Stephen and Agata Naumann visit Wurzburg, Germany. | Naumann

You can tell a lot about pro­fessors by the things dis­played in their offices. Pro­fessor of German Stephen Naumann dis­plays maps. The walls of his basement office in Delp Hall are covered in maps — of Poland before and between the two world wars, of Germany, of Prussia. He even has a “metro map” of all the major European cities, making the con­tinent of Europe look like one giant metropolis.

“I’ve been fas­ci­nated with maps since I was little,” Naumann said. “You could give me a map of any state in the United States while we were in the car driving on vacation or some­thing and I would stare at it for hours.”

Born in Min­nesota, Naumann arrived at Hillsdale College in 2013. Some stu­dents believe he’d be one of the most popular pro­fessors on campus if he taught in one of the bigger depart­ments, but he nev­er­theless won over stu­dents who study German, who appre­ciate his devotion to teaching as well as his dis­tinctly European habits.

Naumann himself is seven-eighths German and one-eighth Czech, but his early interest in maps was partly what led him to a love for other lan­guages and cul­tures — par­tic­u­larly those of Germany and Poland.

“There was a moment when I realized that every map is really either a false rep­re­sen­tation, or just a snapshot of a moment in time,” he said. “I became inter­ested in what happens to those places and those cities when they all the sudden have dif­ferent names and dif­ferent people that live there and dif­ferent farmers farming the land and dif­ferent people pop­u­lating the city. I wanted to know how people engage with a pre­vious history of that space.”

Naumann speaks both German and Polish flu­ently, knows a little Spanish, and also learned some ancient Greek, bib­lical Hebrew, and Latin while studying at a pre-sem­inary school. He then decided to pursue graduate studies in German lit­er­ature and went on to teach German and religion at a high school in the Twin Cities for a couple of years before joining the Hillsdale College faculty. Since high school, he has toured much of Central and Eastern Europe, and he applies a lot of his expe­ri­ences in foreign coun­tries to his teaching at Hillsdale.  

Junior Phil Berntson said his current class with Naumann about the post-World War II history of Berlin is probably the best he’s ever taken at Hillsdale.

“You can talk about random things in history and he’ll just know what you’re talking about and he’ll have so much stuff to bring into the dis­cussion,” Berntson said. “Going into office hours with Dr. Naumann is like the best ever. You do five minutes of German work and then you go in and just talk for like an hour about whatever. He’s so approachable.”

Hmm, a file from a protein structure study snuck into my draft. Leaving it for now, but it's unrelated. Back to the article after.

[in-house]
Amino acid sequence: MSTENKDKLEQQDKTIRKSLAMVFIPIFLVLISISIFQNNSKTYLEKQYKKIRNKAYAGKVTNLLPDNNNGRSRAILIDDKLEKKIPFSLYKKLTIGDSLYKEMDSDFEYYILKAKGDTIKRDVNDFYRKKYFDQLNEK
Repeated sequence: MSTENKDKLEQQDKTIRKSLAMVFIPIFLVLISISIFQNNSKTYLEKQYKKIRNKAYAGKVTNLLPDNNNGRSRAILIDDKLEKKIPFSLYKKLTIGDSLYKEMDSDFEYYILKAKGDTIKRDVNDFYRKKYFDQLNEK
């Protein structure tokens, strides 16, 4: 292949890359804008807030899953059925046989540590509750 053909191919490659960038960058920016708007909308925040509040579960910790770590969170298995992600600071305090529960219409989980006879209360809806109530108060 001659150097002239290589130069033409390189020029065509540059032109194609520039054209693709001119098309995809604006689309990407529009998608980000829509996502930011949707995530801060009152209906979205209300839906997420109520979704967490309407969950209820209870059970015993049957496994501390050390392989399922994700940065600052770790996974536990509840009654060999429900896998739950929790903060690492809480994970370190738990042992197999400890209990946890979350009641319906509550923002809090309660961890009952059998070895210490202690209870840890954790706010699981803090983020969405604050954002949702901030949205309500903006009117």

Senior Katarina Bradford, who will par­tic­ipate in the German study abroad program this year, said a dis­cussion in office hours with Naumann was the reason she decided to major in German.

“In class we learned about the Kaiser Wilhelm Gedächt­niskirche in Berlin, and that happens to be the church where my Grand­father was chris­tened in 1925,” Bradford said. “So in office hours I brought that up, and he said, ‘Wow, that’s so won­derful — we should inves­tigate your grandfather’s her­itage,’ and he looked up pic­tures in the Kaiser Wilhelm Gedächt­niskirche records, and that was one of the things that sealed the deal for me wanting to actually major in German. You can just see his love for people and their cul­tures,” Bradford said.

Besides German, Naumann also teaches sem­inars for the Col­le­giate Scholars program on topics such as Polish history and culture, and the migration and changing maps during the postwar era. He also helps select films for the German film series and co-runs the Slavic film series with Pro­fessor of Theater James Brandon. In addition to attending the German “Stammtisch” table in Bon Appétit each Friday, Naumann also plays on the college’s intra­mural soccer team and holds an Okto­berfest — a tra­di­tional German cel­e­bration held in the month of October at his house for the entire department. If you visit him at his office, he will offer you tea and a German or Polish treat he acquired from a European store in Ken­tucky.

“Everyone who’s ever taken him loves him to death,” Bernston said. “He’s just an actually kind person.”

Earlier this summer, Naumann married his Polish fiancé, Agata, whom he met while studying at a lan­guage school in her hometown of Poznan, Poland. On one par­ticular day, he was looking for someone to translate a pre­sen­tation he was going to give from English to Polish, since he didn’t want to write it in Polish. Naumann said a mutual friend intro­duced them, and “the rest is history.” Agata taught two years of French as a graduate student at the Uni­versity of Ken­tucky and is now in Hillsdale working on her dis­ser­tation for her doc­toral degree in his­panic studies.

Naumann’s favorite German word is “fernweh,” which has no direct English coun­terpart and denotes a desire to be abroad, or a pining away for no place in par­ticular. The exis­tence of the word in the German lan­guage makes sense, as Germans travel more per capita than any other country. Naumann rec­og­nized this from a young age, remem­bering with fondness the “Wan­derman” (hiker) dec­o­ration hanging up in his living room.

“He was a little painted figure,” Naumann said. “He’s got a sort of a cap on and his hair is kind of coming out all sides, and he’s got a knapsack on his back and he’s sort of in stride, he’s got his walking stick — he’s just loving it I guess. He’s just enjoying the adven­tures of travel.”